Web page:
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Thread: Discussion: See the Sunspots for Yourself

  1. #1
    Join Date
    Jul 2003
    Posts
    28,054
    SUMMARY: As you might know, there are currently two huge groups of sunspots on the surface of the Sun. They're really easy to see if you have a pair of binoculars or a telescope. Don't look at the sun directly, you can damage your eyes, but there's an easy way you can project an image of the Sun so you can see the spots. All you need is a piece of paper.

    You line up the binoculars so that light from the Sun is passing through the eyepiece and onto a piece of paper you're holding. Move the binoculars around a big and you'll eventually see a big bright circle moving around your paper. That's the Sun. Then, focus the eyepiece of the binoculars so that the circle of light has a nice crisp edge. You should be able to see the sunspots right away. NASA has some great instructions on how to do this.

    Let me know how it goes!

    Fraser Cain
    Publisher
    Universe Today

    P.S. Hotmail users are going to be experiencing some delays for the next while. There's a problem with the way Hotmail tries to limit SPAM that's clogging up all the mail they're receiving. My newsletters are sometimes taking days before they're getting accepted.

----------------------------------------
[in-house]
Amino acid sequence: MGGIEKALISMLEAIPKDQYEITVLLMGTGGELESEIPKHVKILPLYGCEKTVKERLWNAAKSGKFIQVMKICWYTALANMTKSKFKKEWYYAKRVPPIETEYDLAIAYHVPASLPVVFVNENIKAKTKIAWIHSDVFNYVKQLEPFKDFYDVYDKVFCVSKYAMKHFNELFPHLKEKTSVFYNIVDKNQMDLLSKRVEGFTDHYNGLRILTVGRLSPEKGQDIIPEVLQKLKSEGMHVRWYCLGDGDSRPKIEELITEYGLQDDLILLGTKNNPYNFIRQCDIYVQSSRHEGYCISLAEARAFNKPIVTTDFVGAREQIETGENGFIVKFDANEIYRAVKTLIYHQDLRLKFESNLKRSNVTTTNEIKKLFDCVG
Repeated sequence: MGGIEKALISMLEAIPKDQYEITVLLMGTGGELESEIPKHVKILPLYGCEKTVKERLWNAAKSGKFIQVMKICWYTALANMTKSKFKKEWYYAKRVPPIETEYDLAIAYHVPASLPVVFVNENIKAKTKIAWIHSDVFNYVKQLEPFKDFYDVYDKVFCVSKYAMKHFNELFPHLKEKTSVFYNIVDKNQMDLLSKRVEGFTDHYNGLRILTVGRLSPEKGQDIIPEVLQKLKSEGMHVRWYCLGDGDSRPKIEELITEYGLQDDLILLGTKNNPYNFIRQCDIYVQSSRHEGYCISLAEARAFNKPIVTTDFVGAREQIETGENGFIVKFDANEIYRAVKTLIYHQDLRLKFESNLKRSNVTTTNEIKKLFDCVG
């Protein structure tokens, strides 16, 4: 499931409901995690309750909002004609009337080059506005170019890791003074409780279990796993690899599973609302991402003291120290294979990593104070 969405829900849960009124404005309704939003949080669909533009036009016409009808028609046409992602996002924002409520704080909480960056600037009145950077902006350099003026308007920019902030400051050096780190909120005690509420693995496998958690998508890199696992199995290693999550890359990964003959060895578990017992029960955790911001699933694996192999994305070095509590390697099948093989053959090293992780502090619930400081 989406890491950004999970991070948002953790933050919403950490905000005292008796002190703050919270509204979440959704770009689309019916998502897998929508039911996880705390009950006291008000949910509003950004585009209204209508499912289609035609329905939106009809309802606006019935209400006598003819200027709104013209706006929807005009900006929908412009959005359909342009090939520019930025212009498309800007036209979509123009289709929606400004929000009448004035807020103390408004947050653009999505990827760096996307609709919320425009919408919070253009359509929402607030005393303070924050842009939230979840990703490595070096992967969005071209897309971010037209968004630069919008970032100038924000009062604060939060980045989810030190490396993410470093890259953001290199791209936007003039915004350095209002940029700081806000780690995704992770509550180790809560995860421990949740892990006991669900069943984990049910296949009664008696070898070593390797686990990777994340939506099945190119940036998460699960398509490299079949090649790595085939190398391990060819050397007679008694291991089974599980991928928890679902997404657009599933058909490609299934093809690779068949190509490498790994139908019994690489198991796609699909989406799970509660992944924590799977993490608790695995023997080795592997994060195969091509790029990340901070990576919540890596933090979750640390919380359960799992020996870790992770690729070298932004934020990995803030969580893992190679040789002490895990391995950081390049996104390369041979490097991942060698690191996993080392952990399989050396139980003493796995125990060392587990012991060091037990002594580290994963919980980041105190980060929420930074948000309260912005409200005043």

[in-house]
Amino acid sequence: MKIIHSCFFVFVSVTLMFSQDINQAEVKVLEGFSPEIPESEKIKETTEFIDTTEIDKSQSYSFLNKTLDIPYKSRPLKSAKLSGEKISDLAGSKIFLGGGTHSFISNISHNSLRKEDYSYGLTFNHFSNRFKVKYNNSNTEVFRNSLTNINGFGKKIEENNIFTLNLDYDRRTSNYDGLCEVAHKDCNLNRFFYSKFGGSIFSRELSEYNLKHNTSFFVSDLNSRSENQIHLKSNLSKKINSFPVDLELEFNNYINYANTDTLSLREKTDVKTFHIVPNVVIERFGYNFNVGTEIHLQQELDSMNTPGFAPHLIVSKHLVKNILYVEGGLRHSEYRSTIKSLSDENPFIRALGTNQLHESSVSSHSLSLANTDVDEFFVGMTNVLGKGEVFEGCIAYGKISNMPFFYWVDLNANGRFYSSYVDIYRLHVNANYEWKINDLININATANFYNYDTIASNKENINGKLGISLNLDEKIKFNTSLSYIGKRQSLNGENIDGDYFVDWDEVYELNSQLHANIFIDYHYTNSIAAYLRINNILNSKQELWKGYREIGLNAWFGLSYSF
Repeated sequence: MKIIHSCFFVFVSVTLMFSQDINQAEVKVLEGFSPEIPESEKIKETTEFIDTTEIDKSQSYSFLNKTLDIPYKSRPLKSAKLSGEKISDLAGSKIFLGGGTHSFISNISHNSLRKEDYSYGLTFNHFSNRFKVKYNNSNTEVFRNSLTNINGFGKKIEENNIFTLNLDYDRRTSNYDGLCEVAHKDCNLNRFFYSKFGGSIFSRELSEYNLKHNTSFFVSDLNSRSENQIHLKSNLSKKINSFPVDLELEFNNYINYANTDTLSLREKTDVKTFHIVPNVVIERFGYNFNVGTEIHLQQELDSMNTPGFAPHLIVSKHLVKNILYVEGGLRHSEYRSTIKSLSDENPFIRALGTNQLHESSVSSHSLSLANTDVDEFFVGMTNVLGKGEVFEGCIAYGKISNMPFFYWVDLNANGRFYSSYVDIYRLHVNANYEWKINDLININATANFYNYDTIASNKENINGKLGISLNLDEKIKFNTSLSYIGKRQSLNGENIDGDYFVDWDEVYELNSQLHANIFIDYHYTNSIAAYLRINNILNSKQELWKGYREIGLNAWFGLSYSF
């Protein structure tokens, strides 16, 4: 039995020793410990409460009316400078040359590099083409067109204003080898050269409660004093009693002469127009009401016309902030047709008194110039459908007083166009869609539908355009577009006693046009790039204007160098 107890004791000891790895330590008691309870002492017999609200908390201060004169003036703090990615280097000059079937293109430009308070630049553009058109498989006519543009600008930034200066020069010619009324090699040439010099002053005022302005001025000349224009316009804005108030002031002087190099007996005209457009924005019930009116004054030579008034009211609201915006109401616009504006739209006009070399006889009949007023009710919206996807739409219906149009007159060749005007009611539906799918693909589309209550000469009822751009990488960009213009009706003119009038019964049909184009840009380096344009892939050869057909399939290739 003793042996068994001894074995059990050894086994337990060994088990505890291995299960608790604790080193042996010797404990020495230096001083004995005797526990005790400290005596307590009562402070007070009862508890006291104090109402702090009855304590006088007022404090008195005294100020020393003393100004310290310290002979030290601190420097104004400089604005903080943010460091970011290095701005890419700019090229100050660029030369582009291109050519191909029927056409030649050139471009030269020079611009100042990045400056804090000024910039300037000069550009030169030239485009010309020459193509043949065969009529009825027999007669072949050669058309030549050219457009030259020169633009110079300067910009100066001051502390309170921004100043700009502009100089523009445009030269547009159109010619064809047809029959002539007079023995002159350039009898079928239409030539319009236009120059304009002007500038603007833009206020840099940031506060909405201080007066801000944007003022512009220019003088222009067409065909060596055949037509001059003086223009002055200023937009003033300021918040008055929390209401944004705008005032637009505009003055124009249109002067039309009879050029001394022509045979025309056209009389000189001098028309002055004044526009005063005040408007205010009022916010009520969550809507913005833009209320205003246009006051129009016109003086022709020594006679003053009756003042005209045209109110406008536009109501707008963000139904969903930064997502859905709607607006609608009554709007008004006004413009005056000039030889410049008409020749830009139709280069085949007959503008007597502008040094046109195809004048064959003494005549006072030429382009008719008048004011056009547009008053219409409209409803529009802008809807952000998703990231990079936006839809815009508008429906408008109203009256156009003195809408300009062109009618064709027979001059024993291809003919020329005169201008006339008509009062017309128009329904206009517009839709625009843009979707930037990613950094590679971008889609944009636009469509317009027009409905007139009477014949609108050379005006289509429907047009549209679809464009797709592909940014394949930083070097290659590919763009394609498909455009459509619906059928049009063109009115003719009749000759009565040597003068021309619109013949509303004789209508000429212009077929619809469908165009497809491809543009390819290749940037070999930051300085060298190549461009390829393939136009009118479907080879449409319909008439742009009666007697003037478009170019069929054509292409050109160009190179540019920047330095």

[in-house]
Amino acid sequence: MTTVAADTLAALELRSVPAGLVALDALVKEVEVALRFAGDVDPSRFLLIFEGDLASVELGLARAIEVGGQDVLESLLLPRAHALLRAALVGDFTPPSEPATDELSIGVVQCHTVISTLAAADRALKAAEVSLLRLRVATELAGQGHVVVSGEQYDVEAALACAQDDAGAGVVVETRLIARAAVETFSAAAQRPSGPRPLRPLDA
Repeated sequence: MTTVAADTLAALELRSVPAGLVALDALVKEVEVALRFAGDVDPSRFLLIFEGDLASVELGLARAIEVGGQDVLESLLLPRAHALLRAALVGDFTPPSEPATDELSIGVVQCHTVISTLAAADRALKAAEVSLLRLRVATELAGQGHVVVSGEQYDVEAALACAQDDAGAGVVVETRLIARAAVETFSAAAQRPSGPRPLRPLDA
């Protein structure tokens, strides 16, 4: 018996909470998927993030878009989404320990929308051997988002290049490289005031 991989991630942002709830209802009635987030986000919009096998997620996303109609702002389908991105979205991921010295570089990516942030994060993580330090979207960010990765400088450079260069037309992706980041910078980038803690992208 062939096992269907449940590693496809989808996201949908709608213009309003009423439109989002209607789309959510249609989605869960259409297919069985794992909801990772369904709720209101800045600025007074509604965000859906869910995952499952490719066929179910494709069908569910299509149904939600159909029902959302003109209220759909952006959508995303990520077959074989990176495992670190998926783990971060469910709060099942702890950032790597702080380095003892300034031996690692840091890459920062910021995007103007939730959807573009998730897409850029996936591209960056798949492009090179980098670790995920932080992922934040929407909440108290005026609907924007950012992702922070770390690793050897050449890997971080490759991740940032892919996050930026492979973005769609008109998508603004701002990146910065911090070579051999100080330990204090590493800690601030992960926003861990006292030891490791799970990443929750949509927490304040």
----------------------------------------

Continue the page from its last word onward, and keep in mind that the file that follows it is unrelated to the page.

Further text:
Comments or questions about this story? Feel free to share your thoughts.

  2. #2
    Join Date
    Jul 2003
    Posts
    28,054
    One reader mentioned to me that ponting your binoculars or telescope at the Sun for even a few minutes could damage their optics, and heat up various epoxies and glues inside, so don't do this for longer than a few seconds.

  3. #3
    Join Date
    Jun 2002
    Posts
    13,531
    Hey there,

    First off, I'd like to say, Fraser...really nice site!!

    Anyhow, I tried out the binocular's "trick" yesterday and it worked perfectly.

    I started off by projecting the Sun's image onto a sheet of paper. Even though the image was only about 2 cm. in diameter, I could clearly see the 2 groups of Sunspots...especially the group that was located at about dead center on the solar disk. A little later I tried projecting the image on the side of my house and "made" an image about 1 meter in diameter. Results were amazing! The only problem was holding the binoculars steady.
    The facts, gentlemen, and nothing but the facts, for careful eyes are narrowly watching. Isaac Asimov

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